United States of America, Plaintiff-appellee, v. Frederick G. Raymond, Defendant-appellant, 663 F.2d 665 (6th Cir. 1981)Annotate this Case
Erwin A. Rubenstein, Rubenstein, Isaacs, Lax & Bordman, P. C., Southfield, Mich., John K. Lynch, Cleveland, Ohio, for defendant-appellant.
James K. Robinson, U. S. Atty., Detroit, Mich., M. Carr Ferguson, Asst. Atty. Gen., Robert E. Lindsay, James P. Springer, Tax Division, Dept. of Justice, Washington, D. C., for plaintiff-appellee.
Before EDWARDS, Chief Judge; LIVELY, Circuit Judge; and HOLSCHUH, District Judge.*
The defendant appeals from his jury conviction of willfully attempting to evade the payment of income taxes due for the years 1973, 1974 and 1975, 26 U.S.C. § 7201. The government's case was based on a "net worth" reconstruction of taxable income for the years in issue.
The primary argument for reversal is that the government failed to follow leads beneficial to the defendant and improperly excluded certain assets in determining net worth. Our examination of the record fails to reveal any instance in which the government failed to follow leads beneficial to the defendant. When analyzed these leads either were never given during the government's investigation or, if given, were checked out by IRS agents.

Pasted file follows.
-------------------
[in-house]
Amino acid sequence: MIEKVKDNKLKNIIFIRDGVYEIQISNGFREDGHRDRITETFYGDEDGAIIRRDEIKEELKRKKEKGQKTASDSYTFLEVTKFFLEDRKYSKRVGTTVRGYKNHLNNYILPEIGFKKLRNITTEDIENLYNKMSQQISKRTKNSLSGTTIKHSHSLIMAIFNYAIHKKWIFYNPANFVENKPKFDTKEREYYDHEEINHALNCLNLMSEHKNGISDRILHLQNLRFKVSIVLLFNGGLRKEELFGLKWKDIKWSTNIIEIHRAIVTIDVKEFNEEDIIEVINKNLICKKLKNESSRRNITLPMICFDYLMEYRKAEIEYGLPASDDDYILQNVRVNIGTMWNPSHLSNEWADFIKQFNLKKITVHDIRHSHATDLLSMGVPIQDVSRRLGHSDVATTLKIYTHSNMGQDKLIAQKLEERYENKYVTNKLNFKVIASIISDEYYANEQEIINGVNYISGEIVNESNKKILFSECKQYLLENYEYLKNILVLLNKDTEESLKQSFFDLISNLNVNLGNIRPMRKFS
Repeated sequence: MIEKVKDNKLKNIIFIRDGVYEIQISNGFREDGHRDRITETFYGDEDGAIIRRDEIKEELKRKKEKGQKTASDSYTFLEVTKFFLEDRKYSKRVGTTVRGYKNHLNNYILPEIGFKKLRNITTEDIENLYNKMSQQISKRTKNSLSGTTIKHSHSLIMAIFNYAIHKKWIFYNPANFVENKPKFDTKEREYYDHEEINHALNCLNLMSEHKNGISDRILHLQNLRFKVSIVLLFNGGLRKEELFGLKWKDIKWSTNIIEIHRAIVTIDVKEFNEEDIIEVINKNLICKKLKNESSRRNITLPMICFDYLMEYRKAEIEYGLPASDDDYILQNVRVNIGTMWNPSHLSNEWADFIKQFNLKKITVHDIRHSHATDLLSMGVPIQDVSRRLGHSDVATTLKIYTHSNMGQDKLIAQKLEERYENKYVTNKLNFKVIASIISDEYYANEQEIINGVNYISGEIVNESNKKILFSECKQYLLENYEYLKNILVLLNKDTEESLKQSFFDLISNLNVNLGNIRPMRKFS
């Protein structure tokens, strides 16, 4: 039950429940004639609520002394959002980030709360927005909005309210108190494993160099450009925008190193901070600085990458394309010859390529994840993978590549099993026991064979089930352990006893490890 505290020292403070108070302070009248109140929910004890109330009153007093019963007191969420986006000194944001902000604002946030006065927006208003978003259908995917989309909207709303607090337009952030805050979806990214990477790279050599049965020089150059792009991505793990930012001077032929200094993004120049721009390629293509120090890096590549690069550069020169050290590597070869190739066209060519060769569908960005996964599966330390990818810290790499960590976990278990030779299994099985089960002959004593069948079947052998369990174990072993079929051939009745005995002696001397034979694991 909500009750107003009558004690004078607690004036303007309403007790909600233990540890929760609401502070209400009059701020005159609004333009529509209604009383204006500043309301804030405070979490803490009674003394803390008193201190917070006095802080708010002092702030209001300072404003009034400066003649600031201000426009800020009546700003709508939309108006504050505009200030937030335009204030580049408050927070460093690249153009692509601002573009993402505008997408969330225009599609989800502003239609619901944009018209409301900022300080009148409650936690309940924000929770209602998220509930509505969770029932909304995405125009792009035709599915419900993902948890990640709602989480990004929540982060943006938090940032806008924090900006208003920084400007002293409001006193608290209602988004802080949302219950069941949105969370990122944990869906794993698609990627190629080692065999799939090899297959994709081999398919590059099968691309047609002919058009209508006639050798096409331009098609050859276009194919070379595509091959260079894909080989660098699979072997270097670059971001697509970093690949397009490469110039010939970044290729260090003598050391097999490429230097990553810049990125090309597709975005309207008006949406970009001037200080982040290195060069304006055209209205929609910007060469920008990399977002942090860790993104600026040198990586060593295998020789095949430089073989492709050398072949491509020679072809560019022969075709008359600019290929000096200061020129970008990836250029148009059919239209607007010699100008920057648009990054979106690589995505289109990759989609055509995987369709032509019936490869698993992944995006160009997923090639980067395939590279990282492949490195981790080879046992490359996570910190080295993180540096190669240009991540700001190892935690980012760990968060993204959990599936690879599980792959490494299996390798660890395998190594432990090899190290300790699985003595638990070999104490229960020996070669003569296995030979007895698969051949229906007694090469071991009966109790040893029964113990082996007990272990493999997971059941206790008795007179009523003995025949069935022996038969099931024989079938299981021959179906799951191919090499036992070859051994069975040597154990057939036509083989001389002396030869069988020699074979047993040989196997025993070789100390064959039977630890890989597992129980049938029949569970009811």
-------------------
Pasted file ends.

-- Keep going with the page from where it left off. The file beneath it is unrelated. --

The claim that the government wrongfully failed to include assets in the net worth statement refers principally to a parcel of real estate described as "9261 Field." This real estate was mortgaged for $25,000 by the defendant and on the same date he transferred the property to himself and his nephew as joint tenants with right of survivorship. In investigating these transactions the government determined that the nephew was making all the mortgage payments, though defendant was the sole obligor on the mortgage note. We conclude that it was reasonable to omit the property from the assets on the net worth statement and to omit the mortgage from the liabilities, given the ambiguous nature of the transaction with respect to "9261 Field." The jury heard the witnesses for both sides on this issue, including the defendant and his nephew, and found defendant guilty for 1973, the year in which the "9261 Field" transactions took place. We find no error in this determination. Other claims of omitted assets are not supported by the record.
It is also argued that willfulness was not proved because some of the items and transactions upon which the government based its case involved areas of legal uncertainty. The short answer to this contention is that the government is required to make a total reconstruction of taxable income and a total recomputation of tax due in a net worth case. The fact that some features of such a case relate to clear cut issues of tax law while some involve contested issues does not vitiate the entire case for the prosecution by foreclosing a finding of willfulness. The question of willfulness was submitted to the jury under instructions to which no objection was made.
The court has also considered the contentions of the defendant that the court committed reversible error by denying both of his attorneys an opportunity to participate in closing argument and that he was deprived of a fair trial by reason of comments contained in the argument for the government. We conclude that there was no reversible error in either respect.
The judgment of the district court is affirmed.
The Honorable John D. Holschuh, Judge, U. S. District Court for the Southern District of Ohio, sitting by designation